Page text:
States that have not expanded Medicaid eligibility under the Affordable Care Act (e.g., Texas, Florida, Georgia, North Carolina) are among those that will experience the greatest projected reductions in federal funding, according to the brief:

  • Texas could lose $321 million to $1.28 billion;
  • Florida could lose $131 million to $525 million;
  • Georgia could lose $18-$75 million; and
  • North Carolina could lose $26 million to $1 billion.

Find out what your state could lose.

2. A Latino Undercount and Children’s Health Insurance Program (CHIP)

CHIP covers 8.9 million children in working families who earn too much to qualify for Medicaid but cannot afford or access private coverage.

The next-largest losses in federal funding are associated with CHIP. Thirty-seven states could lose $24 million to $96 million:

  • Texas could lose $9.8-$39.4 million in CHIP;
  • Florida could lose $3.4-$13.6 million;
  • Illinois could lose $1.5-6 million; and
  • Colorado could lose $1.2-$5 million.

Find out what your state could lose.

3. A Latino Undercount and Title IV-E Foster Care

Title IV-E of the Social Security Act supports children in foster care, adoption, and kinship guardianship. Foster Care funds foster care maintenance and payments to foster caregivers to support the daily living costs of eligible children as well as caseworker and agency efforts.

Title IV-E Foster Care accounts for about $8.2-$32.9 million in annual funding losses across 37 states.

These states could lose the most in foster care funds:

  • Colorado could lose $712,470 to $2.8 million;
  • Illinois could lose $744,688 to $2.9 million;
  • Arizona could lose $810,375 to $3.2 million;
  • Florida could lose $1.7-$6.8 million; and
  • Texas could lose $1.4-$5.9 million.

Find out what your state could lose.

4. A Latino Undercount and Title IV-E Adoption Assistance

The Adoption Assistance Program provides funds to States to facilitate the timely placement of children, whose special needs or circumstances would otherwise make it difficult to place, with adoptive families.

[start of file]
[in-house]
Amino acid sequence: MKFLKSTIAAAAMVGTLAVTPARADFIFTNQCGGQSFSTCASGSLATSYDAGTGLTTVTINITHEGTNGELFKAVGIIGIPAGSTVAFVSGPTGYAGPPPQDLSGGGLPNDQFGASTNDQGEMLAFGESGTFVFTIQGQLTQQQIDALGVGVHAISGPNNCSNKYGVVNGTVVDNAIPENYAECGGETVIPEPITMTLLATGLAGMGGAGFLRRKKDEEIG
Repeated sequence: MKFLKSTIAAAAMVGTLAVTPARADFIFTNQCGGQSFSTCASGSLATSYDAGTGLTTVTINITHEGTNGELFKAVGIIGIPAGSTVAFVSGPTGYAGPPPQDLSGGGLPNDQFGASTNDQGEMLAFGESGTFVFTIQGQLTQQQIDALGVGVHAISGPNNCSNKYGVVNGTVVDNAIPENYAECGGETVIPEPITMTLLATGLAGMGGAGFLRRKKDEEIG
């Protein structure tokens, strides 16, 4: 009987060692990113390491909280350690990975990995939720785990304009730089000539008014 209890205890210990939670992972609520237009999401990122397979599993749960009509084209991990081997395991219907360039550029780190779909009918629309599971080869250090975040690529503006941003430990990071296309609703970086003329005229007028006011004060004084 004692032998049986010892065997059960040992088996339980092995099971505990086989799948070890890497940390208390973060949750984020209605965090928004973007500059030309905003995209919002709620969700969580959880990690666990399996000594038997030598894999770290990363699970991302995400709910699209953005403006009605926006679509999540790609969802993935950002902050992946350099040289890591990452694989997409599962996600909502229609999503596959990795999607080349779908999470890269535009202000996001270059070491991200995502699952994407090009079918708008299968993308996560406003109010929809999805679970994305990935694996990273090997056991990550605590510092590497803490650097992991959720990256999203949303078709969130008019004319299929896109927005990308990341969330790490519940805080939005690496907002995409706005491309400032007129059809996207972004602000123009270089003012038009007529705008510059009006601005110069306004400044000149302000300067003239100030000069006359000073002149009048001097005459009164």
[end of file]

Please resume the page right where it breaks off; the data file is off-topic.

Title IV-E Adoption Assistance accounts for about $6.9-$27.9 million in annual funding losses across 37 states.

These states could lose the most for Title IV-E Adoption:

  • Florida could lose $772,986-$3 million annually;
  • Arizona could lose $1.2-$4.8 million; and
  • Texas could lose $1.7-$7.1 million.

Find out what your state could lose.

5. A Latino Undercount and Child Care and Development Block Grants (CCDBG)

The CCDBG provides federal funding to states for child care subsidies for low-income families with children under age 13. These subsidies help remove barriers to affordable, high-quality child care.

CCDBG could lose $12 million to $49 million across 37 states.

These states could lose the most in CCDBG funds:

  • Arizona could lose $648,300 to $2.5 million;
  • Colorado could lose $831,215 to $3.3 million;
  • Illinois could lose $1-$4.3 million;
  • Florida could lose $1.7-$6.8 million; and
  • Texas could lose $4.4-17.9 million.

Find out what your state could lose.

What Should Be Done?

Activists nationwide are working to encourage Latino and all immigrants to participate in Census 2020.

Participation in the census could also prevent cuts for other federal programs like Supplemental Nutrition Assistance Program (SNAP); Supplemental Nutrition Program for Women, Infants, and Children (WIC); Section 8 Housing Choice Vouchers; Head Start; Early Head Start; and the National School Lunch Program.

“[The Census is] certainly important to Latinos and immigrants because there’s so much federal funding tied to it,” Díaz said. “Even the slightest undercount can lead to a shortage with the vital social programs used by so many of the people that contribute to our communities in so many ways.”

Spread the word that not getting counted robs communities of shared tax money.

By The Numbers By The Numbers

28

percent

of Latino kids suffer four or more adverse childhood experiences (ACES).